Sharing a bountiful harvest
Diane Eggemeyer, an ELCA pastor, has
helped organize hay lifts to help farmers
and ranchers in drought-stricken Texas.
Diane Eggemeyer and her husband, Harvey, are down to their last five cattle after selling 145 at market and sending some to the "packing house."
Diane and Harvey's land in Miles, Texas, has no grass, and there's no feed available to purchase for their remaining livestock. And all five of their remaining livestock are pregnant.
In 2011 drought and wildfires across Texas have destroyed the hay crop used for feed. As a result, farmers and ranchers like the Eggemeyers have sold their cattle out of desperation.
Harvey has been a farmer all his life. Diane is the pastor of Trinity Evangelical Lutheran Church, an ELCA congregation in Miles. "My husband and I are just like everyone else here," she says. "Desperate."
Vast portions of Texas have been declared a federal disaster, Diane says. "We are hurting." And to add insult to injury, there's very little rain to help replenish the pastures.
"I don't think we've seen the worst just yet," she says. The lack of rain has prevented farmers and ranchers in Texas from planting winter wheat to sustain livestock for the upcoming season.
But thanks to an ELCA pastor from Luana, Iowa, Diane and other farmers and ranchers from her congregation and surrounding community will be able to hold on to their remaining livestock for a little while longer.
A load of 650 small bales of hay, weighing about 50 pounds a piece, has been donated by a farmer in Wisconsin. Diane says 60 farmers and ranchers from Miles and the surrounding area each received 10 bales on Sept. 21.
The entity that took part in this hay lift is Willie Nelson's Farm Aid. But Harold McMillin, pastor of St. John Lutheran in Luana, along with other ELCA members, had a lot to do with this much-needed delivery.
Putting two and two together
Harold learned about the plight of Texas farmers and ranchers at the 2011 ELCA Churchwide Assembly held Aug. 15-19 in Orlando, Fla.
Unlike Texas, the farmers and ranchers in Harold's community in northeast Iowa produced an abundant hay crop -- enough to sustain their livestock this winter with extra to spare.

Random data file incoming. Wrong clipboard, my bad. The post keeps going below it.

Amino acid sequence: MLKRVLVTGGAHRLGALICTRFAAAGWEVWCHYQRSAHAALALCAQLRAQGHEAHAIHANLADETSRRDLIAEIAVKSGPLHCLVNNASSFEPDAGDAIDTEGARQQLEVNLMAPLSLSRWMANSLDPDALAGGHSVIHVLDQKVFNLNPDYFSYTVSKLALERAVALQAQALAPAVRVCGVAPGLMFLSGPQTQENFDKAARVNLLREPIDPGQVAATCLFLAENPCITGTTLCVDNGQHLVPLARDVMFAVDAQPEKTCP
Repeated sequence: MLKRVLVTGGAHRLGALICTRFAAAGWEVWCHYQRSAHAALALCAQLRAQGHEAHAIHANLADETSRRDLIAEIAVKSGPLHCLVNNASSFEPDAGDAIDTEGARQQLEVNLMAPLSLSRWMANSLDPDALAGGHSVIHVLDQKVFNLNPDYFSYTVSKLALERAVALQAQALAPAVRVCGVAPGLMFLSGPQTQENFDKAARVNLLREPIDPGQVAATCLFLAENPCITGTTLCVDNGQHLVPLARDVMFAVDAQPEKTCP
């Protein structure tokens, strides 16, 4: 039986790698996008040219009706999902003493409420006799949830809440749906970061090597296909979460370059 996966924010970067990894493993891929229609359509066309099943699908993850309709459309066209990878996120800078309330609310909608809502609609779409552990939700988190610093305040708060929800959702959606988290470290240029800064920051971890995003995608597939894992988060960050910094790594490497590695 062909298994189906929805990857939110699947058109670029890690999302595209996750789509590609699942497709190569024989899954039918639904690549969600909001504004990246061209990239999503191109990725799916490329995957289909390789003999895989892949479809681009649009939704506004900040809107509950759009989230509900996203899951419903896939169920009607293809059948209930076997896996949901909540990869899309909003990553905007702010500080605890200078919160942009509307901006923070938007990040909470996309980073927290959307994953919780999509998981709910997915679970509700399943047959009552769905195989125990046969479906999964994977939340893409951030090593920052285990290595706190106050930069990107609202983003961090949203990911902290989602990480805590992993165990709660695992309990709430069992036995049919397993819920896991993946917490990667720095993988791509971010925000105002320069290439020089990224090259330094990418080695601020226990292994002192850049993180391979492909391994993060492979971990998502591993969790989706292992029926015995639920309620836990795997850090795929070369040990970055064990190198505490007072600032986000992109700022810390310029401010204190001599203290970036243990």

So Harold put two and two together. Upon his return home from the assembly, he found some help to organize a few initial cross-country hay lifts to help farmers and ranchers in Texas.
The project has expanded significantly, according to Diane.
Farmers and ranchers from Iowa, Minnesota and Wisconsin have hundreds if not thousands of hay bales to donate. The problem facing ELCA members in getting this hay to Texas is transportation -- finding truckers and trucking companies willing to haul the hay, especially with current high fuel costs.
Diane and Harold have reached out to government officials. Teresa Davis, pastor of Bethel Lutheran Church, an ELCA congregation in Avoca, Texas, contacted organizations like Farm Aid for help.
Jesus Escamilla, pastor of San Gabriel Lutheran Mission in Alvarado, Texas, is also involved. Members of his congregation were the recipients of hay donations from Harold's congregation.
"The donation has kept some of our ranchers from having to sell cattle," says Jesus. The little hay available locally has also become very expensive, "so the donations have really helped our ranchers."
Serving our neighbors
The entire hay lift operation has been an example of the ELCA at its best, according to Diane.
"We love our neighbors as Christ loves us. This entire endeavor is a perfect picture of love -- farmer helping farmer, church helping farmer and entire communities and so on. It takes a lot of hands, a lot of labor and no one is standing idle. We are a mission church," she says.
The ELCA Northeastern Iowa Synod and ELCA Northern Texas-Northern Louisiana Synod have teamed up to keep hay lift operations going.
"It's a marvelous connection among members of our church, who are assisting one another in a time of need," says Steven Ullestad, bishop of the Northeastern Iowa Synod.
"It's been a very spontaneous and spirit-filled project, which has drawn on the generous hearts of this church," says Bishop Ullestad.
"I'm a woman of faith," says Diane, who is steadfast in her belief that God will bring rain, and that truckers will come forth. "God started it, God is in the midst of it, and God will bring it to fruition."